Sunday school is a long time ago, but some things stick with you. Music especially welds itself into my brain, never to be released. This was a good thing when I was performing in various choirs, but annoying when I make myself porridge and the Quaker Oats “we’re going to make a hot cereal lover out of you” ditty starts playing in my brain.
Music often plays in my brain. My brain is fertile earworm ground – the soil in there must be fabulous.
Perhaps I should use more Q-tips?
One way to beat earworms is to have music playing in the real world, which I mostly do. I think they get distracted by input. I get up in the morning, grab a glass of water, and fire up Spotify or the radio. Music and morning shows, please and thank you. I’m not a fan of talk radio or podcasts in the background. Those things require attention – I save them for the bath.
Music, however, is not the only or even the biggest provider of joy. My son, my children, my family (except when I hate them), my friends (ditto), books, reading (those two things aren’t the same), my collections, plants, nature, especially forests and the ocean (the sharing of which seems to be a bit Captain Obvious. More interesting would be the profile that reads, “I hate stuffed animals, walks in the forest, and kittens.”) – all these things spark joy in me and don’t need to be Marie Kondo-ed.
Maybe the stuffies.
And occasionally the books.
The list of things that bring joy is long, something I forget when I’m in depression’s dark embrace. I should make a list and laminate it. Partly because that would be helpful but mostly because I have a laminator and love encasing things in plastic. Honestly, it’s so much fun. And useful – the CPR training card was dog-eared paper until the laminator came home.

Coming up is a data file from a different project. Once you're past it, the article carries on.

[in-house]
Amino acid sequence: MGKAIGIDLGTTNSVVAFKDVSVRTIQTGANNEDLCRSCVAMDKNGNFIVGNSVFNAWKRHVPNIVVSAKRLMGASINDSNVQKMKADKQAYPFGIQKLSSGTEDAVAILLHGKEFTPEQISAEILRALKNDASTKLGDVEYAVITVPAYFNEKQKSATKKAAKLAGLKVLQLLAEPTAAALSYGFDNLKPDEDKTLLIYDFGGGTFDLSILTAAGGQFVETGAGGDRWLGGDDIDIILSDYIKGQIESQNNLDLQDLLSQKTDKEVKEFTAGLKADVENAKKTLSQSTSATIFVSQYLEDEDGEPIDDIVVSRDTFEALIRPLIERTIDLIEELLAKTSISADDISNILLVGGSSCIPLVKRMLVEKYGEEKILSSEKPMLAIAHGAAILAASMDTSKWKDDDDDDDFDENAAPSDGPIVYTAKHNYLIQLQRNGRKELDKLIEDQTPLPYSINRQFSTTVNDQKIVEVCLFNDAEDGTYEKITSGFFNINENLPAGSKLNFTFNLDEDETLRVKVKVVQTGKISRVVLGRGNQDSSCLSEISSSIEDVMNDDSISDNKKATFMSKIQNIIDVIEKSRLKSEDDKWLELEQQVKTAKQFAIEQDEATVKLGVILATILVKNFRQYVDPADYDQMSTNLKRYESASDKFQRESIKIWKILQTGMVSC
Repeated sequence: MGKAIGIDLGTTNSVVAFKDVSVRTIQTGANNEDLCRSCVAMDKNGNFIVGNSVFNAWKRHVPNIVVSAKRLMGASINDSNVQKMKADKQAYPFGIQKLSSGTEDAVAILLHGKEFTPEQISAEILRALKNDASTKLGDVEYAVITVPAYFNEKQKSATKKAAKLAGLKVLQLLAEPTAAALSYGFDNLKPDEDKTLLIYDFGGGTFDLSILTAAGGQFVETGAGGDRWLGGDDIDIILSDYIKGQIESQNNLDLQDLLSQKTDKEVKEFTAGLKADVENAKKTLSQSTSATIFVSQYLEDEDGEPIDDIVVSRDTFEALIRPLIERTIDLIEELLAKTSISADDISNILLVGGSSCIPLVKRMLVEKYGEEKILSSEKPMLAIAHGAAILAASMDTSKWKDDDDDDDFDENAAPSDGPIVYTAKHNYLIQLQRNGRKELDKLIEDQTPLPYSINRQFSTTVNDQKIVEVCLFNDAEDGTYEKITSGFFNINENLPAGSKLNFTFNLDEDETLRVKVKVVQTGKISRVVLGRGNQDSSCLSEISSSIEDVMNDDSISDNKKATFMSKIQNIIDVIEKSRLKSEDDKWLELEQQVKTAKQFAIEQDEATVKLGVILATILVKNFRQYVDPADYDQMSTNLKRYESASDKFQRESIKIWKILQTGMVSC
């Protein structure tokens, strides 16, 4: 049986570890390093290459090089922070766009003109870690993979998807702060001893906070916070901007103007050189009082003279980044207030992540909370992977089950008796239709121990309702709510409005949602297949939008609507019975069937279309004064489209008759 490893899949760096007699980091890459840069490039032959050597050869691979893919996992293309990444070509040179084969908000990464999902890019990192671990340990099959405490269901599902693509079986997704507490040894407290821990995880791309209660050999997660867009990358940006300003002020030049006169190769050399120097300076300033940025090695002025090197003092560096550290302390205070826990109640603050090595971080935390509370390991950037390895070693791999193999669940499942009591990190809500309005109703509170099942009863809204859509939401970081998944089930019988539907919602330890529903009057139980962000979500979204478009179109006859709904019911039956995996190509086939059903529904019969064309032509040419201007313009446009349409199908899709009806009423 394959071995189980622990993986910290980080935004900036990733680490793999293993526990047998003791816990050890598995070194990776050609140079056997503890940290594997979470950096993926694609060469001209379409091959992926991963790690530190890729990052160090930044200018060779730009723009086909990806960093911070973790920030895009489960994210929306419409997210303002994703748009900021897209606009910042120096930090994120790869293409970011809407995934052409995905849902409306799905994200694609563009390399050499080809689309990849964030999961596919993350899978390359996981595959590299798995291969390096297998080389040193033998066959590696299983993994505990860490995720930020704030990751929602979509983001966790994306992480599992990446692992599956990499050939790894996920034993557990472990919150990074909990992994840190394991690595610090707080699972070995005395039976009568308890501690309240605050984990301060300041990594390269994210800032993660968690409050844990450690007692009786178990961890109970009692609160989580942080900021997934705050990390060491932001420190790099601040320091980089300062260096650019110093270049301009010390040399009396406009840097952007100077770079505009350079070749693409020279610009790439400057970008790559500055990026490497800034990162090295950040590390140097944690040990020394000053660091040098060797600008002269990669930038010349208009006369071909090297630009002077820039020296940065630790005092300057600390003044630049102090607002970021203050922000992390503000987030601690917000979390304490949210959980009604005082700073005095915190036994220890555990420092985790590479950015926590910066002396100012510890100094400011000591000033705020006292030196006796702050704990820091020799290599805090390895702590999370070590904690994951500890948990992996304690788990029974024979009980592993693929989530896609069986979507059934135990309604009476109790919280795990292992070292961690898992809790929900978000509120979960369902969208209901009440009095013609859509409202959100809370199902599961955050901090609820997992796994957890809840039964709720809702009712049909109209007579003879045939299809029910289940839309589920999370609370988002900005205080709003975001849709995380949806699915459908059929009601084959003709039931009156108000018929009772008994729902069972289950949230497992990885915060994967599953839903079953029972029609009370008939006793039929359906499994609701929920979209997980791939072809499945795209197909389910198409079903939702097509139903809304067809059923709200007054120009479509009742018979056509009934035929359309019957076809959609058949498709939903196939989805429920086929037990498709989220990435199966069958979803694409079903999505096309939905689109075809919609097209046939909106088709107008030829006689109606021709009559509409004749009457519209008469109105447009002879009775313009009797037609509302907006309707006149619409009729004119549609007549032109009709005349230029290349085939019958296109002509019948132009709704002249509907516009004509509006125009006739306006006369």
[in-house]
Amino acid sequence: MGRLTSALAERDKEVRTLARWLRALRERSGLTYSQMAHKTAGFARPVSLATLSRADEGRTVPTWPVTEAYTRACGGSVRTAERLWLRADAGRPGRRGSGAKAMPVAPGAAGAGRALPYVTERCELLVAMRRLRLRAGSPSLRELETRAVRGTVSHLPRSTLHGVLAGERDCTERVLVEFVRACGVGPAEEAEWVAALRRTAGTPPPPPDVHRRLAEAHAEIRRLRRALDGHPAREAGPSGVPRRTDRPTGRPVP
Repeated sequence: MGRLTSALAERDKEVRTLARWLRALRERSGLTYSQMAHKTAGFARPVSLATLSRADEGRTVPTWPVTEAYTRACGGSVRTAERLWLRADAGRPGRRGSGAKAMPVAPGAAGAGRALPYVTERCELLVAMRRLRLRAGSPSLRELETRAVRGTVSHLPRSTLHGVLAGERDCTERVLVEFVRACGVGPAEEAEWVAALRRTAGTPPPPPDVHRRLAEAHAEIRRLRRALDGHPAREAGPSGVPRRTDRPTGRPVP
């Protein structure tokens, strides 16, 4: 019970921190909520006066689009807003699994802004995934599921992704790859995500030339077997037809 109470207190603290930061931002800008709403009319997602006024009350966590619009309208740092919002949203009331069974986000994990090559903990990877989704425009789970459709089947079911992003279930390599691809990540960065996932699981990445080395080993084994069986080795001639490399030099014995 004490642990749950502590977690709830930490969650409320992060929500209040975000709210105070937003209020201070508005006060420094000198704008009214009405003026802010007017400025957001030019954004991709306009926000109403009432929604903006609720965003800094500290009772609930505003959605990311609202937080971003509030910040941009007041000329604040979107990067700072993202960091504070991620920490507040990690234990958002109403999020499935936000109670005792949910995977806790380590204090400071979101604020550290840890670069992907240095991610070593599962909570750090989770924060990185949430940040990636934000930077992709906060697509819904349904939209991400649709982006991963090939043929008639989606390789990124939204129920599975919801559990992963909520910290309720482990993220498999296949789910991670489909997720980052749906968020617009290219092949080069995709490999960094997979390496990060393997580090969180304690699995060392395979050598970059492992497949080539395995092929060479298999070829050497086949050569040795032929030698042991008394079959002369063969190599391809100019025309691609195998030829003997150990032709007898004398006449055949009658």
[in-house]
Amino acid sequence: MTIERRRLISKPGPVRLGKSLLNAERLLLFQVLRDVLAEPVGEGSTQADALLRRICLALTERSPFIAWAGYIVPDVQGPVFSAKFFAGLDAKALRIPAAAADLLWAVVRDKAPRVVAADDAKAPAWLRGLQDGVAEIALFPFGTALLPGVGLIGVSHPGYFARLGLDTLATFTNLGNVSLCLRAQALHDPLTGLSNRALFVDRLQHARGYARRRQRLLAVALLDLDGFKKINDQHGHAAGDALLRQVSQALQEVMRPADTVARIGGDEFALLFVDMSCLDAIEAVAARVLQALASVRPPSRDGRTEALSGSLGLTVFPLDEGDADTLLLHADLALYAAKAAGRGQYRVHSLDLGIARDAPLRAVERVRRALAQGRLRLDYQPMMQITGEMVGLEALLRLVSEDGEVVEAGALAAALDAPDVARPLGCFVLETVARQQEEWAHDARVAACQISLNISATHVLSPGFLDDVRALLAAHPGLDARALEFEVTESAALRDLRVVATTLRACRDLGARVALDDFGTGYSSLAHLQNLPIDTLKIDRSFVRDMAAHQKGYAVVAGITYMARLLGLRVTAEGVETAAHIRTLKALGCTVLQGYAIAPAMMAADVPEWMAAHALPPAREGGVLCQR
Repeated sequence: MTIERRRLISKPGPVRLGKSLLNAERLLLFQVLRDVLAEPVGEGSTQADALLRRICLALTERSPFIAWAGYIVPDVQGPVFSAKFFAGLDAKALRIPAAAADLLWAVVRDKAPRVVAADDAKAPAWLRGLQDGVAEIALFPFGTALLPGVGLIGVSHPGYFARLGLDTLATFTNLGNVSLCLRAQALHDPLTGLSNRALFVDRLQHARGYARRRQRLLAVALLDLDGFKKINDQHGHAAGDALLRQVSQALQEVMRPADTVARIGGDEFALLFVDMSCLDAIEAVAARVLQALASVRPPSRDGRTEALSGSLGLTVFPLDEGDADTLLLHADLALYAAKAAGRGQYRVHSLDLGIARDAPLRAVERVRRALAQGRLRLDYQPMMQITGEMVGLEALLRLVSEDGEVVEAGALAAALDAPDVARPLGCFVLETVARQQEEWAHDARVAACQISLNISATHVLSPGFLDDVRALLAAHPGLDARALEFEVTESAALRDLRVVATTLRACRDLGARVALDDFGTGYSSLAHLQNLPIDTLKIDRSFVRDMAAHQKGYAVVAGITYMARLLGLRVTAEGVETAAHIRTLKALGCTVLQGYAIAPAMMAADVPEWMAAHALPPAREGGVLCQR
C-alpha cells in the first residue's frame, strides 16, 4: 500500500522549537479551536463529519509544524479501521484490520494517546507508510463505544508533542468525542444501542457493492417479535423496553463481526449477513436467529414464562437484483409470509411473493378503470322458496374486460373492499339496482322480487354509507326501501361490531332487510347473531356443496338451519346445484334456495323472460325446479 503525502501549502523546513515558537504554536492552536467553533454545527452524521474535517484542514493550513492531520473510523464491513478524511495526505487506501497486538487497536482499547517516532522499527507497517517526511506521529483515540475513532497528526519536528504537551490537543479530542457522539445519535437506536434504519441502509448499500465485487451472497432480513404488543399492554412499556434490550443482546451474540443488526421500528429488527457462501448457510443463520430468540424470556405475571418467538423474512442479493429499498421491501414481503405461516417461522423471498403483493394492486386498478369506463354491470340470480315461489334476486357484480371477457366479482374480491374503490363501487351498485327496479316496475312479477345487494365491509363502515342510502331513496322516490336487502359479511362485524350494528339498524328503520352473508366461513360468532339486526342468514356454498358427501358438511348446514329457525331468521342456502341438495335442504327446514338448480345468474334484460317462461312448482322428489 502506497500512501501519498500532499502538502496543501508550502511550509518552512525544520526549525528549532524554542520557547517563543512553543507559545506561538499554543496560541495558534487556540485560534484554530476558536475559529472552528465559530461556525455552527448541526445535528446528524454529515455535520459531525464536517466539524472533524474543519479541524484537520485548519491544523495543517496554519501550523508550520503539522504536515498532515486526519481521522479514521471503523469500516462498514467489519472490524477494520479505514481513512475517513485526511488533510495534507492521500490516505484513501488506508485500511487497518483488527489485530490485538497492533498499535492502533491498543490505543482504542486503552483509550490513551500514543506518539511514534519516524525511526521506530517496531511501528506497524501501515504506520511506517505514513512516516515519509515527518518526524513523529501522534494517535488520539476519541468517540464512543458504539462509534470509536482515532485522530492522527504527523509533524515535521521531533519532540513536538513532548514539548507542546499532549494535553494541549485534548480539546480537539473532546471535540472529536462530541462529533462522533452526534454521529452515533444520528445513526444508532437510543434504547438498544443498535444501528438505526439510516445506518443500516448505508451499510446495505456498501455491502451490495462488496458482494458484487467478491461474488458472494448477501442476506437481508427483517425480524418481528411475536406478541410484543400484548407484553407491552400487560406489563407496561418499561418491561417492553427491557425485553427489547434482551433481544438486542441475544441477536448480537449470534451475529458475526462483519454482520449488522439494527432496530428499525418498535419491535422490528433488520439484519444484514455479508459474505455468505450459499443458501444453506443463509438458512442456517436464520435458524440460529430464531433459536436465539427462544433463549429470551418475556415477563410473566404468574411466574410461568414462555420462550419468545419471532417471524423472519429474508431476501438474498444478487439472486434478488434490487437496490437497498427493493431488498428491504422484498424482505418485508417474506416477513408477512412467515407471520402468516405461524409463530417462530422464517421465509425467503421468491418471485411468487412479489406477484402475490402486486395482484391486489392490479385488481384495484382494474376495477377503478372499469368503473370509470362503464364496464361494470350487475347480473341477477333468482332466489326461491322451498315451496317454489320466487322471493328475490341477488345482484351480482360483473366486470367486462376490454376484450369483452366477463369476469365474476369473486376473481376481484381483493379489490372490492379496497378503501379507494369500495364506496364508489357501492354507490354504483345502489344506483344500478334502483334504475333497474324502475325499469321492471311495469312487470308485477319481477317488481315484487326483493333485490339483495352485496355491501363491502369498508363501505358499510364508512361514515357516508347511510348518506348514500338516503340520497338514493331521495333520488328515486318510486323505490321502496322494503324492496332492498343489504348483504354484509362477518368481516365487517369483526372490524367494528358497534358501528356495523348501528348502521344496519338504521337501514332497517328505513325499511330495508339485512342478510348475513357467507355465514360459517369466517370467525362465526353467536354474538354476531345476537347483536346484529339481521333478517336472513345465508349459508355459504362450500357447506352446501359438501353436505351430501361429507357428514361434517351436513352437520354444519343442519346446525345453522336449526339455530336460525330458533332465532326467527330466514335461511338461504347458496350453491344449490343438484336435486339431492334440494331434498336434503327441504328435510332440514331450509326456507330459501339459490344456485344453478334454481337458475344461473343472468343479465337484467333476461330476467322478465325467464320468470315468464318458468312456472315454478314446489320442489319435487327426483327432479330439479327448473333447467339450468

As to what sparks the most joy, my children and family, of course. But music is tied for number two along with reading. I wish I remembered all the songs I’ve loved from forever, but forgetting lets happiness spark when an old favourite appears while looking at candles at Bath and Bodyworks.
I’m going to ignore the fact that the music of my youth is now mall Muzak.
I love that streaming services let you make collections of the music you like. Organizing also brings me joy, so my Spotify playlists are two happy places in one. I always have a current rotation list going, but that doesn’t mean I keep every song on it for always. You have to like a song if you want it in your library forever, and not every song makes the cut. [i]
The “current rotation” playlist isn’t only new music. It’s just what I want to hear most when I’m driving at this point in time. I switch things up on the regular, though most of the music is of the singable persuasion.
Car karaoke forever.
[i] A lot of people don’t understand ownership as it pertains to digital copies. You own a link. The link takes you to the song/movie/book you “purchase.” But, it only remains active while the provider has a contract to provide it. Should an artist remove their content, your purchase goes with them. This is why I grab hard copies of books I especially love.